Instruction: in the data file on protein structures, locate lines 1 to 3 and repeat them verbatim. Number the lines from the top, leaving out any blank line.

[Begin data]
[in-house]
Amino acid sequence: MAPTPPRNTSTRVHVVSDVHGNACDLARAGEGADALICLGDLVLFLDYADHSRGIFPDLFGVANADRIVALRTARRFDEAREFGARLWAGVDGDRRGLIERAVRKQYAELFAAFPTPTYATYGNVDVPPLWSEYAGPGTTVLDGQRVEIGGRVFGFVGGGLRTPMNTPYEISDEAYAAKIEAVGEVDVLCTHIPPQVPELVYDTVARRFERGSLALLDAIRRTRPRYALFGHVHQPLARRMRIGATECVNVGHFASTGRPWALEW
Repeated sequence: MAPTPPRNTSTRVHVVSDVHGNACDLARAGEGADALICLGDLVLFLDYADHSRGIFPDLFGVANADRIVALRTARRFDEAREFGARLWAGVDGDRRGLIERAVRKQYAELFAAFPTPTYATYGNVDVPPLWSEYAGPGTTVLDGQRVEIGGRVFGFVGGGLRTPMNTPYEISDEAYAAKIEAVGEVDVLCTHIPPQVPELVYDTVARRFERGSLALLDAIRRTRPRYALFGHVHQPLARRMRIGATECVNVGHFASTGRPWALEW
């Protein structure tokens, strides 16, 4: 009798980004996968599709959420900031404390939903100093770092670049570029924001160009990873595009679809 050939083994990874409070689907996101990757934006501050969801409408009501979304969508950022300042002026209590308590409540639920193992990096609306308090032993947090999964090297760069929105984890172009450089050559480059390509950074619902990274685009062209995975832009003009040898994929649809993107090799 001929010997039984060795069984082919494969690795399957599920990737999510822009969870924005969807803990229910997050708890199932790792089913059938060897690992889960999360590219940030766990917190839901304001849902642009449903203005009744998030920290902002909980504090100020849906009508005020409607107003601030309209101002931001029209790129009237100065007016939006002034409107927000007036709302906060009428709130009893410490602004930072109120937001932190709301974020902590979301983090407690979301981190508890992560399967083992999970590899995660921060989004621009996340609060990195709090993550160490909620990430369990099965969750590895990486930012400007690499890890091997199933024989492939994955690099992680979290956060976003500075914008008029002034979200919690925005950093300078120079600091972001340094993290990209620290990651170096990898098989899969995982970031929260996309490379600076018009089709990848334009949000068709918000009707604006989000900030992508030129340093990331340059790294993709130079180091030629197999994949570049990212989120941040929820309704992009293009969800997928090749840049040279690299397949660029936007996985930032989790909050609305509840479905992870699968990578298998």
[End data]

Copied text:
[in-house]
Amino acid sequence: MAPTPPRNTSTRVHVVSDVHGNACDLARAGEGADALICLGDLVLFLDYADHSRGIFPDLFGVANADRIVALRTARRFDEAREFGARLWAGVDGDRRGLIERAVRKQYAELFAAFPTPTYATYGNVDVPPLWSEYAGPGTTVLDGQRVEIGGRVFGFVGGGLRTPMNTPYEISDEAYAAKIEAVGEVDVLCTHIPPQVPELVYDTVARRFERGSLALLDAIRRTRPRYALFGHVHQPLARRMRIGATECVNVGHFASTGRPWALEW
Repeated sequence: MAPTPPRNTSTRVHVVSDVHGNACDLARAGEGADALICLGDLVLFLDYADHSRGIFPDLFGVANADRIVALRTARRFDEAREFGARLWAGVDGDRRGLIERAVRKQYAELFAAFPTPTYATYGNVDVPPLWSEYAGPGTTVLDGQRVEIGGRVFGFVGGGLRTPMNTPYEISDEAYAAKIEAVGEVDVLCTHIPPQVPELVYDTVARRFERGSLALLDAIRRTRPRYALFGHVHQPLARRMRIGATECVNVGHFASTGRPWALEW